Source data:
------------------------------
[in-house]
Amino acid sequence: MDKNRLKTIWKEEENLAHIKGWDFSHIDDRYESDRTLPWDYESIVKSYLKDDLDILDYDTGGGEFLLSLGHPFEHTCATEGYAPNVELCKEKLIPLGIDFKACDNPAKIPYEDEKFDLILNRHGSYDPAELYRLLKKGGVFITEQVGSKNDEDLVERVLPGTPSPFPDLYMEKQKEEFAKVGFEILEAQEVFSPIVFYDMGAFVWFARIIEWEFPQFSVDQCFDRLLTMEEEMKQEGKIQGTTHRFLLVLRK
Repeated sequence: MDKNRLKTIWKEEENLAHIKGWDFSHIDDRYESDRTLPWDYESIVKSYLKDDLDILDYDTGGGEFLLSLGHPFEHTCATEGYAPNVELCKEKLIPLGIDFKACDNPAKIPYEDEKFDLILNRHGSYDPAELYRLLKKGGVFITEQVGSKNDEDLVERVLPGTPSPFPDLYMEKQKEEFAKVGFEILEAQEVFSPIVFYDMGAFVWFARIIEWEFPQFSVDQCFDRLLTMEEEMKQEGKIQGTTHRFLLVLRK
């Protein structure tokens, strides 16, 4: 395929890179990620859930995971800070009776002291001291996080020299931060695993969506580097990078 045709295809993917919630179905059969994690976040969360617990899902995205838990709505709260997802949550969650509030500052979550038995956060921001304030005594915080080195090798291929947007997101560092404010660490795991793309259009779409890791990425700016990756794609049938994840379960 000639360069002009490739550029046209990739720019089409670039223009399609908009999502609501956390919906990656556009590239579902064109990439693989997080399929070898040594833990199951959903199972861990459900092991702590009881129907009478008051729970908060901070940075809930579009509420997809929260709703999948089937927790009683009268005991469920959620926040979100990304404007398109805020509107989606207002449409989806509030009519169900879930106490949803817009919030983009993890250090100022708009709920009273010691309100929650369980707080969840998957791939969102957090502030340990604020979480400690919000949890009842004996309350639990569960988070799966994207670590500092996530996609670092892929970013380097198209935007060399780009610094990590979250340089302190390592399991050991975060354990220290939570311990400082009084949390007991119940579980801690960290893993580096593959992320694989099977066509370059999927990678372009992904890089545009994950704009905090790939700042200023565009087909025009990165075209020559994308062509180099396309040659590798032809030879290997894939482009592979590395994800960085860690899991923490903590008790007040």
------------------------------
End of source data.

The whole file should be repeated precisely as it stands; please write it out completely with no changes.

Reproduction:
[in-house]
Amino acid sequence: MDKNRLKTIWKEEENLAHIKGWDFSHIDDRYESDRTLPWDYESIVKSYLKDDLDILDYDTGGGEFLLSLGHPFEHTCATEGYAPNVELCKEKLIPLGIDFKACDNPAKIPYEDEKFDLILNRHGSYDPAELYRLLKKGGVFITEQVGSKNDEDLVERVLPGTPSPFPDLYMEKQKEEFAKVGFEILEAQEVFSPIVFYDMGAFVWFARIIEWEFPQFSVDQCFDRLLTMEEEMKQEGKIQGTTHRFLLVLRK
Repeated sequence: MDKNRLKTIWKEEENLAHIKGWDFSHIDDRYESDRTLPWDYESIVKSYLKDDLDILDYDTGGGEFLLSLGHPFEHTCATEGYAPNVELCKEKLIPLGIDFKACDNPAKIPYEDEKFDLILNRHGSYDPAELYRLLKKGGVFITEQVGSKNDEDLVERVLPGTPSPFPDLYMEKQKEEFAKVGFEILEAQEVFSPIVFYDMGAFVWFARIIEWEFPQFSVDQCFDRLLTMEEEMKQEGKIQGTTHRFLLVLRK
């Protein structure tokens, strides 16, 4: 395929890179990620859930995971800070009776002291001291996080020299931060695993969506580097990078 045709295809993917919630179905059969994690976040969360617990899902995205838990709505709260997802949550969650509030500052979550038995956060921001304030005594915080080195090798291929947007997101560092404010660490795991793309259009779409890791990425700016990756794609049938994840379960 000639360069002009490739550029046209990739720019089409670039223009399609908009999502609501956390919906990656556009590239579902064109990439693989997080399929070898040594833990199951959903199972861990459900092991702590009881129907009478008051729970908060901070940075809930579009509420997809929260709703999948089937927790009683009268005991469920959620926040979100990304404007398109805020509107989606207002449409989806509030009519169900879930106490949803817009919030983009993890250090100022708009709920009273010691309100929650369980707080969840998957791939969102957090502030340990604020979480400690919000949890009842004996309350639990569960988070799966994207670590500092996530996609670092892929970013380097198209935007060399780009610094990590979250340089302190390592399991050991975060354990220290939570311990400082009084949390007991119940579980801690960290893993580096593959992320694989099977066509370059999927990678372009992904890089545009994950704009905090790939700042200023565009087909025009990165075209020559994308062509180099396309040659590798032809030879290997894939482009592979590395994800960085860690899991923490903590008790007040």